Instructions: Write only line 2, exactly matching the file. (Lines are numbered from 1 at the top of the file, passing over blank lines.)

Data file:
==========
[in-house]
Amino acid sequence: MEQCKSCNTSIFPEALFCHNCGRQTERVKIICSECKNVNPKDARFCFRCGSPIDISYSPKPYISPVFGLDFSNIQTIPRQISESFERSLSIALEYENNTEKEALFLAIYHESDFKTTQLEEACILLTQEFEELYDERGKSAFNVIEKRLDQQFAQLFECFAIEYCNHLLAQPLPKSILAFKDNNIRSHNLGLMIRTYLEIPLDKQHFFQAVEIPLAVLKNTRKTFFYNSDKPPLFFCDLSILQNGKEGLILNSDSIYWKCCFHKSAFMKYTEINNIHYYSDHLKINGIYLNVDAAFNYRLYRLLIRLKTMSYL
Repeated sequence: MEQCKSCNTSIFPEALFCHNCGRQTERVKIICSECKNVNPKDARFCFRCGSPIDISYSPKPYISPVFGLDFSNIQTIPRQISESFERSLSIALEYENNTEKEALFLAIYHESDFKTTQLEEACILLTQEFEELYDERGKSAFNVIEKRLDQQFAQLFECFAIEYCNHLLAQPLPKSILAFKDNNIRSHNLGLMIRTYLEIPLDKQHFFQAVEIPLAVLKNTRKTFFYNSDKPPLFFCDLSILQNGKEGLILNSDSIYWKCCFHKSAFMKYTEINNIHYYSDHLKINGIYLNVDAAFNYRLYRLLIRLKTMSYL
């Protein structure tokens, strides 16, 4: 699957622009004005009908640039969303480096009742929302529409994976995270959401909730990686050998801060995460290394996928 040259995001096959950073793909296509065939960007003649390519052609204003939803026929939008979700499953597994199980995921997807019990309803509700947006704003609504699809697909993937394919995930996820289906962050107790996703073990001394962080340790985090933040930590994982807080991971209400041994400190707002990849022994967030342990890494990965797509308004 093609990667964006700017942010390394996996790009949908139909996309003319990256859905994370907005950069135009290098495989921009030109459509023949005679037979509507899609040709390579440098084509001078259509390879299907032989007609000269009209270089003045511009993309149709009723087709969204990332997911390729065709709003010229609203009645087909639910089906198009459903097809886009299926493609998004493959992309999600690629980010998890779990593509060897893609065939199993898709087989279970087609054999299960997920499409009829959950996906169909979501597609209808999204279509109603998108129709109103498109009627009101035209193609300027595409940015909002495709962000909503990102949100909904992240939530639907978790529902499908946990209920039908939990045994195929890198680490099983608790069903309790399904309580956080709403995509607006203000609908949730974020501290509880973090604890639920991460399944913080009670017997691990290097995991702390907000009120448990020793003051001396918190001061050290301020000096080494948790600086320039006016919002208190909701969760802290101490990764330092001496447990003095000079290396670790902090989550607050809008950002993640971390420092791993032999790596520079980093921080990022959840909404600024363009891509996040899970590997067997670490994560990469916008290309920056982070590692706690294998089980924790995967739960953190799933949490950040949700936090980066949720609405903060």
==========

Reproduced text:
Amino acid sequence: MEQCKSCNTSIFPEALFCHNCGRQTERVKIICSECKNVNPKDARFCFRCGSPIDISYSPKPYISPVFGLDFSNIQTIPRQISESFERSLSIALEYENNTEKEALFLAIYHESDFKTTQLEEACILLTQEFEELYDERGKSAFNVIEKRLDQQFAQLFECFAIEYCNHLLAQPLPKSILAFKDNNIRSHNLGLMIRTYLEIPLDKQHFFQAVEIPLAVLKNTRKTFFYNSDKPPLFFCDLSILQNGKEGLILNSDSIYWKCCFHKSAFMKYTEINNIHYYSDHLKINGIYLNVDAAFNYRLYRLLIRLKTMSYL